The socioeconomic gradient in all-cause mortality for women with breast cancer: Findings from the 1998 to 2006 National Cancer Data Base with follow-up through 2011

Joe Feinglass*, Nick Rydzewski, Anthony Yang

*Corresponding author for this work

Research output: Contribution to journalArticle

16 Scopus citations

Abstract

Purpose: To analyze the association between socioeconomic status (SES) and all-cause mortality among women diagnosed with breast cancer before and after controlling for insurance status, race and ethnicity, stage, treatment modalities, and other demographic and hospital characteristics. Methods: Data analyzed included follow-up through 2011 for 582,396 patients diagnosed between 1998 and 2006 with ductal carcinoma in situ or invasive (stage I-IV) breast cancer from the National Cancer Data Base. SES was measured by grouping patients into six income and education-level ZIP code categories. Hierarchical Cox regression models were used to analyze SES survival differences. Results: Five- and 10-year survival probabilities for the highest SES group were 87.8% and 71.5%, versus 79.5% and 61.5% for the lowest SES group. Controlling for all covariates reduced the highest-to-lowest SES hazard ratio from 1.69 (95% confidence interval: 1.64-1.74) to 1.27 (95% confidence interval: 1.24-1.31). Results were virtually identical in models that included comorbidity and invasive cancer patients only. Conclusions: Differences in insurance status, race, and stage at diagnosis are important components of SES disparities and explain about two-thirds of the initial SES survival disparity. The residual SES effect likely mirrors underlying social determinants of health for all American women.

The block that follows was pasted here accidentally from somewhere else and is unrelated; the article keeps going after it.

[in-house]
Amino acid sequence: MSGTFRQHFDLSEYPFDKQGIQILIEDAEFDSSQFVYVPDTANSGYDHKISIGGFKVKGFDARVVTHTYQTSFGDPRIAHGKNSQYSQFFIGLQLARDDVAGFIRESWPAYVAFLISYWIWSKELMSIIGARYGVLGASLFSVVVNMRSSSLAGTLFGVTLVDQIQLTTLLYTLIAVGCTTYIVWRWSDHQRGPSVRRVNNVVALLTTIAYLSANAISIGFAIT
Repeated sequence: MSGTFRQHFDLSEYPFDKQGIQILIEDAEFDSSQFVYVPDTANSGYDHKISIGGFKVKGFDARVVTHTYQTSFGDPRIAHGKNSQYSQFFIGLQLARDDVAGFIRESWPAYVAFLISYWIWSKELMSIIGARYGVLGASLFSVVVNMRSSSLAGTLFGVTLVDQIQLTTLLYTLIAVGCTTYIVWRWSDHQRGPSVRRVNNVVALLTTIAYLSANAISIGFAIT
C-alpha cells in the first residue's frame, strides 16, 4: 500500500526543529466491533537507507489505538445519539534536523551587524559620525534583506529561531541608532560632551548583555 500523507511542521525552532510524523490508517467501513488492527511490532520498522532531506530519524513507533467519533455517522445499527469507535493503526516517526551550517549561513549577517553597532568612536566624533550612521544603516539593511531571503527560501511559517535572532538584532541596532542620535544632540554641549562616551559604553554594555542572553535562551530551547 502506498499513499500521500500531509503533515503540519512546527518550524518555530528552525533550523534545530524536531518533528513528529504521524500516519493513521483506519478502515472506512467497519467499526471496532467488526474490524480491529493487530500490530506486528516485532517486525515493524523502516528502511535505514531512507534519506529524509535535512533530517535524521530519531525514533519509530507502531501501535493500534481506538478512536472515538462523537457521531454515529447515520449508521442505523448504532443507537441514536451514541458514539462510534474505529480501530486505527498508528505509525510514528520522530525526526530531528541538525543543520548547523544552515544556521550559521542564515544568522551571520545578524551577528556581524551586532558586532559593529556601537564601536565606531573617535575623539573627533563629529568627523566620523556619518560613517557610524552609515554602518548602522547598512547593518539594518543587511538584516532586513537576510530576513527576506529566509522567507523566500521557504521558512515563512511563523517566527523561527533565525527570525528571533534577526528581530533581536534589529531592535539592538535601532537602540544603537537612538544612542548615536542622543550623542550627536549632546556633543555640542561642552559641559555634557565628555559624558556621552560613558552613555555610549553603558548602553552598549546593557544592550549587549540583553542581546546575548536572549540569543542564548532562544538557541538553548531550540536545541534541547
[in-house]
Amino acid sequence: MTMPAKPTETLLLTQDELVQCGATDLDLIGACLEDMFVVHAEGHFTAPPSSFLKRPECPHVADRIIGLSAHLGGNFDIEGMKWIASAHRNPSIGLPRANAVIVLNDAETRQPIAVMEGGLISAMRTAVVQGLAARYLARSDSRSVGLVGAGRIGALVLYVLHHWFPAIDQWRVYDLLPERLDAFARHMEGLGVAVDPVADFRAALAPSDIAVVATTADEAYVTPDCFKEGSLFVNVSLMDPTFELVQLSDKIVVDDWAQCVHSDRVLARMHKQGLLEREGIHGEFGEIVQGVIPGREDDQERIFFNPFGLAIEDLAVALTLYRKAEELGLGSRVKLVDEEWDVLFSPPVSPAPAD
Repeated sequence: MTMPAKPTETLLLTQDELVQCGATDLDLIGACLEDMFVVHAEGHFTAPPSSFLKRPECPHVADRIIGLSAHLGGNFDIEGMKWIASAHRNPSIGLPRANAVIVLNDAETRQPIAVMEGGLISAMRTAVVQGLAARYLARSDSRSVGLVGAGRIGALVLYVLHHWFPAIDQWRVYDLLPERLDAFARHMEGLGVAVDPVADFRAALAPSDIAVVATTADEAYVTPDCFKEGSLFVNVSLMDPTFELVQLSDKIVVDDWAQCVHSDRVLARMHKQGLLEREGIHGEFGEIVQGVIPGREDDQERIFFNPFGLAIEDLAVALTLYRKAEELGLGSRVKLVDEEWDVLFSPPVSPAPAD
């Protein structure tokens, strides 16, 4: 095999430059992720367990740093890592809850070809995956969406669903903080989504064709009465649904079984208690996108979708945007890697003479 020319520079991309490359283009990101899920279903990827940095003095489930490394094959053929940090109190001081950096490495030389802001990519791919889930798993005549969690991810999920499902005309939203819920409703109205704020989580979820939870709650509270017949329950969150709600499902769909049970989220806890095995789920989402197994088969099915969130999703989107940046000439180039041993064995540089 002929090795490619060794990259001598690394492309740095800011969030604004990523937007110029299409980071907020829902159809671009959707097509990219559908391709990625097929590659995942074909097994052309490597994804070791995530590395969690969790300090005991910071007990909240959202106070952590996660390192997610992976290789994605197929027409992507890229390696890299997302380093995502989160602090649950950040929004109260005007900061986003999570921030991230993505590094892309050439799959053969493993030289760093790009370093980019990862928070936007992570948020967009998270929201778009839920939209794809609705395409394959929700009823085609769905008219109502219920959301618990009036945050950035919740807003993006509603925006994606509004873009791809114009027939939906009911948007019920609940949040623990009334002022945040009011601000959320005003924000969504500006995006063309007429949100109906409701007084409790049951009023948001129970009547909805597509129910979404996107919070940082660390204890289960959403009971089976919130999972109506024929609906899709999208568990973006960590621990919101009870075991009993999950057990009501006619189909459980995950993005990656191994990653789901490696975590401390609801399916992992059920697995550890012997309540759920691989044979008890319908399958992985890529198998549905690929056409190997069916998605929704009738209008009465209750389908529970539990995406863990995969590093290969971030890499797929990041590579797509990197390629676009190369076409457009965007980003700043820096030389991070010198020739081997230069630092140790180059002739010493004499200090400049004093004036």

Original languageEnglish (US)
Pages (from-to)549-555
Number of pages7
JournalAnnals of Epidemiology
Volume25
Issue number8
DOIs
StatePublished - Aug 1 2015

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Keywords

  • Breast cancer epidemiology
  • Lack of health insurance
  • Racial disparities
  • Socioeconomic status
  • Stage at diagnosis

ASJC Scopus subject areas

  • Epidemiology

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